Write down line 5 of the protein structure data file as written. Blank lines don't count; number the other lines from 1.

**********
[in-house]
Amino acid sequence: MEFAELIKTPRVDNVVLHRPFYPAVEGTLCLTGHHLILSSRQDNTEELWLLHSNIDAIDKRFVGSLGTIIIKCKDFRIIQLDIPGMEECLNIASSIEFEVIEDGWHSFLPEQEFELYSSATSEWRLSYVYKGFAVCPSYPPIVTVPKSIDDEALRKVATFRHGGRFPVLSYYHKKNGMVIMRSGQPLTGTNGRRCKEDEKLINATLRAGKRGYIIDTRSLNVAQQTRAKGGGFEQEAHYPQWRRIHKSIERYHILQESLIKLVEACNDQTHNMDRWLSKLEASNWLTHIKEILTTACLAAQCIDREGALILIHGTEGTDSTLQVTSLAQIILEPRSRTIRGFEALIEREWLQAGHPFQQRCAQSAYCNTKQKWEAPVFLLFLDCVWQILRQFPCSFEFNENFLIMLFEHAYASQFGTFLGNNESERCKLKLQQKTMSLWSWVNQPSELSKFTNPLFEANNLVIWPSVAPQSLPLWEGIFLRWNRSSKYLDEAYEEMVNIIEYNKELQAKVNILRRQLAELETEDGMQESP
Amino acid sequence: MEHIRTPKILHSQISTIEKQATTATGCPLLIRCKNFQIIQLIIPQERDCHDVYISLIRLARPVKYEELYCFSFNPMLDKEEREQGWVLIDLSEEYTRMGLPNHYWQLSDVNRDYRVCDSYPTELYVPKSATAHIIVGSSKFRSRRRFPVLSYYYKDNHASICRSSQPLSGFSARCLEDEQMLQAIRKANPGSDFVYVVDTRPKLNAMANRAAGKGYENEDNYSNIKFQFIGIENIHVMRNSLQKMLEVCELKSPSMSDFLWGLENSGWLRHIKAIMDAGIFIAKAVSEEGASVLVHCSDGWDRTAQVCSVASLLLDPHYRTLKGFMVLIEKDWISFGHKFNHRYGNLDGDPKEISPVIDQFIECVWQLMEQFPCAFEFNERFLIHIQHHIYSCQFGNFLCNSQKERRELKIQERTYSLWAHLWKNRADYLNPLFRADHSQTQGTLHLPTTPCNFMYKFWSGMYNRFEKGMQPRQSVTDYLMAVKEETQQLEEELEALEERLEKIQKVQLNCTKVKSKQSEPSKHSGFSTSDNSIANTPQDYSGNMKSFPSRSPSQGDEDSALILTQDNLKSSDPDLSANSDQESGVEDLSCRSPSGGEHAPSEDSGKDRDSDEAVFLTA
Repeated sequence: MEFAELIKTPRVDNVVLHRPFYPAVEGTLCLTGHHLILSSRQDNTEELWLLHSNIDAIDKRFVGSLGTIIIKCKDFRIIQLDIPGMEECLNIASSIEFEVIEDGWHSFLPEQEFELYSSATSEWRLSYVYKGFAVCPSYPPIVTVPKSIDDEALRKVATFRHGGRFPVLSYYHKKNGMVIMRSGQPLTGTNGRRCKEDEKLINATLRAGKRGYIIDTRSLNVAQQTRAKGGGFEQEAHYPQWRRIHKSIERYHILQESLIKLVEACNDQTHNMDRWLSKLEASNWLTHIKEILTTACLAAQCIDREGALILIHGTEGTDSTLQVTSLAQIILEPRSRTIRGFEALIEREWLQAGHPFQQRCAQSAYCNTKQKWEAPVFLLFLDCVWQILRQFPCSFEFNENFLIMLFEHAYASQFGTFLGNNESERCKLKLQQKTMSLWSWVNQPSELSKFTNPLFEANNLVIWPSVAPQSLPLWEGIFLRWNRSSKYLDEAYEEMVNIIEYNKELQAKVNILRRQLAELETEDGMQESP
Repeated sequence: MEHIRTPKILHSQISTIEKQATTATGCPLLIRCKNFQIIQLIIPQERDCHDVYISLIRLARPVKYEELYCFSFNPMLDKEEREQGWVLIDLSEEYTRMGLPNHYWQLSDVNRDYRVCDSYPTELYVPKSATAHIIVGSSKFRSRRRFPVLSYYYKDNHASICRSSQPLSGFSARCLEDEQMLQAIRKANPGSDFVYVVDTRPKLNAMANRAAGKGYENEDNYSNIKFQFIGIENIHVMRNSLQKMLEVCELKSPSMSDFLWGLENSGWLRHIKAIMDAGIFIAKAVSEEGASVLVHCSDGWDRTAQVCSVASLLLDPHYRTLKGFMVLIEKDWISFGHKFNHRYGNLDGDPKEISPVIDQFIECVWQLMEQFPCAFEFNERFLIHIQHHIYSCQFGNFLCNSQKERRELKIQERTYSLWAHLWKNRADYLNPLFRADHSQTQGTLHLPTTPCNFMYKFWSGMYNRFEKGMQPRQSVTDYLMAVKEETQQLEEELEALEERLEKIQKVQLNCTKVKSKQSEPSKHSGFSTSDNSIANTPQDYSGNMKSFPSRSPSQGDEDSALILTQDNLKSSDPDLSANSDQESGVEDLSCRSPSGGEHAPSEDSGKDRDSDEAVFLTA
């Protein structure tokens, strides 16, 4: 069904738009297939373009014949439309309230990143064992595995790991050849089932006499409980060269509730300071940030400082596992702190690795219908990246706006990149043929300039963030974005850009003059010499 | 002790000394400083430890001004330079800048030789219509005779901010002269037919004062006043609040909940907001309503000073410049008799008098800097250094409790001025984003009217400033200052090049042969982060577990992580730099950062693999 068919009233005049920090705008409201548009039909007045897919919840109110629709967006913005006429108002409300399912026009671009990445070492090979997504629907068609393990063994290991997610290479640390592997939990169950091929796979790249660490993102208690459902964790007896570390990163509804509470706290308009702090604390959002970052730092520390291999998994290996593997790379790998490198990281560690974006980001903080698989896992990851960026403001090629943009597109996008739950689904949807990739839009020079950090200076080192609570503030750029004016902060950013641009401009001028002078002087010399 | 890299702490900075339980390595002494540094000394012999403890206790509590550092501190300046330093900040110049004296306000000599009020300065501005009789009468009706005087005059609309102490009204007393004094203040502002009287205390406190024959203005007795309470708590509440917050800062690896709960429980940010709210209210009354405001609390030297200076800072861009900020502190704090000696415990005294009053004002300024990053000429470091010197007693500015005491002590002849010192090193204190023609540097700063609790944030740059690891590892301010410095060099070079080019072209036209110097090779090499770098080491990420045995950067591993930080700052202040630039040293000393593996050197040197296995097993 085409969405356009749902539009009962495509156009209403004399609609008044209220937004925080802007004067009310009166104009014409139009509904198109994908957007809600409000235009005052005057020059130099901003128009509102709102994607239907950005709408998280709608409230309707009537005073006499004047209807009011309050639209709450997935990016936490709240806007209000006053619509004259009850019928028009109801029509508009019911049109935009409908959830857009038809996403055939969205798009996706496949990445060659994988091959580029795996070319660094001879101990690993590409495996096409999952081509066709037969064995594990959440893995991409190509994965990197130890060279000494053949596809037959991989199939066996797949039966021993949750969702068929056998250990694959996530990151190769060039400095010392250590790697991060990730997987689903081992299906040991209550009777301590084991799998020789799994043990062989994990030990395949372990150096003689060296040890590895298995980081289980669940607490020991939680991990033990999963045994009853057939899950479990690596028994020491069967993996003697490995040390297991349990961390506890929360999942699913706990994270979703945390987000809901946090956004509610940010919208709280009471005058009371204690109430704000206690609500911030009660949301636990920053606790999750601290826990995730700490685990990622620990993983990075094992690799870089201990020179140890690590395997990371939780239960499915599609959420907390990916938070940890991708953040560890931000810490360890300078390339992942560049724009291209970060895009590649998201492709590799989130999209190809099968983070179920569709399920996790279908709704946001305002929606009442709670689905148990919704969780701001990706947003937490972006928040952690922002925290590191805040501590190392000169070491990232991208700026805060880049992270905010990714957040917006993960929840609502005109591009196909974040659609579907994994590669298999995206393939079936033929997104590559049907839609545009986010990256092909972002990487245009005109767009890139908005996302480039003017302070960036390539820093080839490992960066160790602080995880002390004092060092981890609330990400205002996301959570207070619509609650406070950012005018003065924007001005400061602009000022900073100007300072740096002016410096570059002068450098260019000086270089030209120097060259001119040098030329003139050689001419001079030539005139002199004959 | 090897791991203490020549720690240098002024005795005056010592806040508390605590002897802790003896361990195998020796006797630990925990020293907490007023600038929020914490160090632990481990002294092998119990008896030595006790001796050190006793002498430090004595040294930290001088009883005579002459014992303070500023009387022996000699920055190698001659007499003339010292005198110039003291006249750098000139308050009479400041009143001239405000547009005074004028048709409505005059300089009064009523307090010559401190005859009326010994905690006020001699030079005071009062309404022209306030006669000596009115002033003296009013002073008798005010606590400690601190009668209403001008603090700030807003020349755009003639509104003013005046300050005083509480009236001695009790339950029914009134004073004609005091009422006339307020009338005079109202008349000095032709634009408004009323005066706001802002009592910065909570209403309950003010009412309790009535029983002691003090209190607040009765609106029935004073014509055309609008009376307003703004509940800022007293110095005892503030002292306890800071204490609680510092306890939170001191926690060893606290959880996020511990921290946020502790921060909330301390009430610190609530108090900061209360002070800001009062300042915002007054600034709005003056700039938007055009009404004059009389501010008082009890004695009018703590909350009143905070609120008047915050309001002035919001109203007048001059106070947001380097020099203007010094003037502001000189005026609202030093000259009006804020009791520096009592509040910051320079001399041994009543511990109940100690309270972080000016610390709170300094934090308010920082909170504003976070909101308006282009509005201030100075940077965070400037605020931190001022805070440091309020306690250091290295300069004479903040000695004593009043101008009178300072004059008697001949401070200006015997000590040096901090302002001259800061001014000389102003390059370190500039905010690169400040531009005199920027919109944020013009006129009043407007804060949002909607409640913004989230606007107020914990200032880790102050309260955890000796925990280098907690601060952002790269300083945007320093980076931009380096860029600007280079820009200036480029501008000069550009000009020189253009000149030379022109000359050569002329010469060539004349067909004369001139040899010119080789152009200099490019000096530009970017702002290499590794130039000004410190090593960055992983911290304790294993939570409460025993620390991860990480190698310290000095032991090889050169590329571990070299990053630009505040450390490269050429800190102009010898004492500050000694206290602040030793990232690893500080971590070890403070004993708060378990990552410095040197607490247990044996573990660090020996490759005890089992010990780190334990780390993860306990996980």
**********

Repeated sequence: MEHIRTPKILHSQISTIEKQATTATGCPLLIRCKNFQIIQLIIPQERDCHDVYISLIRLARPVKYEELYCFSFNPMLDKEEREQGWVLIDLSEEYTRMGLPNHYWQLSDVNRDYRVCDSYPTELYVPKSATAHIIVGSSKFRSRRRFPVLSYYYKDNHASICRSSQPLSGFSARCLEDEQMLQAIRKANPGSDFVYVVDTRPKLNAMANRAAGKGYENEDNYSNIKFQFIGIENIHVMRNSLQKMLEVCELKSPSMSDFLWGLENSGWLRHIKAIMDAGIFIAKAVSEEGASVLVHCSDGWDRTAQVCSVASLLLDPHYRTLKGFMVLIEKDWISFGHKFNHRYGNLDGDPKEISPVIDQFIECVWQLMEQFPCAFEFNERFLIHIQHHIYSCQFGNFLCNSQKERRELKIQERTYSLWAHLWKNRADYLNPLFRADHSQTQGTLHLPTTPCNFMYKFWSGMYNRFEKGMQPRQSVTDYLMAVKEETQQLEEELEALEERLEKIQKVQLNCTKVKSKQSEPSKHSGFSTSDNSIANTPQDYSGNMKSFPSRSPSQGDEDSALILTQDNLKSSDPDLSANSDQESGVEDLSCRSPSGGEHAPSEDSGKDRDSDEAVFLTA